Filed under: e-learning, Educational Change, Learning Gateways, Learning Platform, SharePoint
Over the last decade we have seen an enormous growth in use of technology within education. From the use of laptops and digital projectors to smartboards and VLE’s all of which have been aimed at improving learning. As a relatively new teacher I was shown my first ever VLE (Virtual Learning Environment) in early 2004, a moodle system which we began to use at my second school. We often joked that as teachers we sat spellbound by a flash animation as the presenter seemed to promise us that the system would cure all educational problems and perhaps world famine at the same time. Previous blog posts have covered the features of a VLE and if you are unfamiliar with them you can catch up here and see the diagram below.
Since this time I have moved on to a third school and was involved in the original development of the SharePoint Learning Platform which has developed a significant reputation at Twynham School. You will notice the change in terminology and Tony Parkin once commented to me that over a number of years from 2007 the term VLE fell off the ICT Register tag cloud as the term Learning Platform rose to the top. Why did the idea of the VLE lose popularity? The original vision of a system which could assign track and grade assessment has proven largely elusive beyond predominantly simple ‘multiple choice’ and’true/false’ style questions to identify understanding. As a result educators have created a vision for a Learning Platform which contains a VLE but at the same time carries a wider range of other learning attributes which centre around the platform. The diagram showing a SharePoint Learning Platform can be seen below and has more detail about it is in the blog post here.
Amidst all this development and millions of pounds of investment within schools a key question is increasingly being asked. What has the impact been on learning? In the case of Twynham School we have certainly seen a positive impact through the Learning Platform. Students describe the availability of resources in an ‘anytime, anywhere’ environment as a real benefit to learning and especially revision. Our SharePoint 2010 Learning Platform also contains a rich range of features from streaming media and podcasting to rewards systems, performance tracking and integrated learning modules. Our work with the Learning Platform over the last 4 years has undoubtedly added value to our school community and supported learners with resources, input and guidance. Despite this over the last 18 months there has been an increasing view that it is time for us to move beyond this current work and begin a new adaptation of our online learning model with a renewed focus.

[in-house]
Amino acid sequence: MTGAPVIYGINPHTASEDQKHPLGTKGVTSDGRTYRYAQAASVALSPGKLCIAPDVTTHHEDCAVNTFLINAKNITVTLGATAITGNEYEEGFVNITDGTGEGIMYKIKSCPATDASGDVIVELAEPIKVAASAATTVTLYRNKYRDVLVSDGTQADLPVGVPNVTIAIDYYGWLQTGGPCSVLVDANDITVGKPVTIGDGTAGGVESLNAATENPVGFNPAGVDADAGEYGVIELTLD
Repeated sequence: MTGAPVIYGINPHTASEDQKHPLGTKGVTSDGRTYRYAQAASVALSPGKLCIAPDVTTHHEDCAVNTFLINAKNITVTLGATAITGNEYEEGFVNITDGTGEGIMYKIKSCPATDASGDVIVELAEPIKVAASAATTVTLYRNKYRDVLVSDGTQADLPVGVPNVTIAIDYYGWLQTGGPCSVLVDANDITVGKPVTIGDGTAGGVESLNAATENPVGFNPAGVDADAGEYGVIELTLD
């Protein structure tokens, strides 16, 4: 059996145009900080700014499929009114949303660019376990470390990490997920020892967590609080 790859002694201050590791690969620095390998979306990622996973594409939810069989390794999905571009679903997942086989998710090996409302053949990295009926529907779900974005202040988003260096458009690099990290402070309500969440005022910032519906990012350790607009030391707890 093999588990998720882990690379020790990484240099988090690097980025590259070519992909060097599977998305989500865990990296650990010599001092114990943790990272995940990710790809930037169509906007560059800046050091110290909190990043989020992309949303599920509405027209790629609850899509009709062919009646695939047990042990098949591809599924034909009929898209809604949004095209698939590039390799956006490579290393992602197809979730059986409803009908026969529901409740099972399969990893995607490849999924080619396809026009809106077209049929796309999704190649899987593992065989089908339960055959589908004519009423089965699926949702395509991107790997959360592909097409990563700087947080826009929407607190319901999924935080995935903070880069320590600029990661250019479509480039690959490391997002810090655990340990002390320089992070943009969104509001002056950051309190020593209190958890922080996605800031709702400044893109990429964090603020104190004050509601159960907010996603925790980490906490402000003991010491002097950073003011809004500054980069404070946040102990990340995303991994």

Having spent considerable time on this line of thinking a blog post popped up on the radar late last week which helped clarify our thinking. The post from big think reflected on the 2011 K-12 Horizon report and challenged the level of percieved progress we have made with our use of technology and its impact on learning. In the second half of the post it identifies something we know to be true: most of the investment in technology made in education has been in the area of ‘replicative technologies’. These are commonly technology tools which are teacher centric and replace traditional educational practice. The list of replicative technologies in the blog post is worth repeating here as it does bring the context into stark focus:
In the case of our Learning Platform we can certainly see elements of replicative behaviour as paper resources move to the file share and then to the subject gateways of the SharePoint Learning Platform. So is this all doom and gloom? As the post goes on to say the move to replicative technologies is an understandable first step for educators who move educational practice to technology in a way which is most familiar to them. The key challenge for us all at this moment is best summed up at the end of the post. In it the author rightly asserts that, ‘ The question is whether educator adoption of replicative technologies eventually will lead to more transformative, student-centered uses of digital learning tools or whether the current wave of educator tool usage simply will be replaced by whatever is the next generation of replicative technologies’.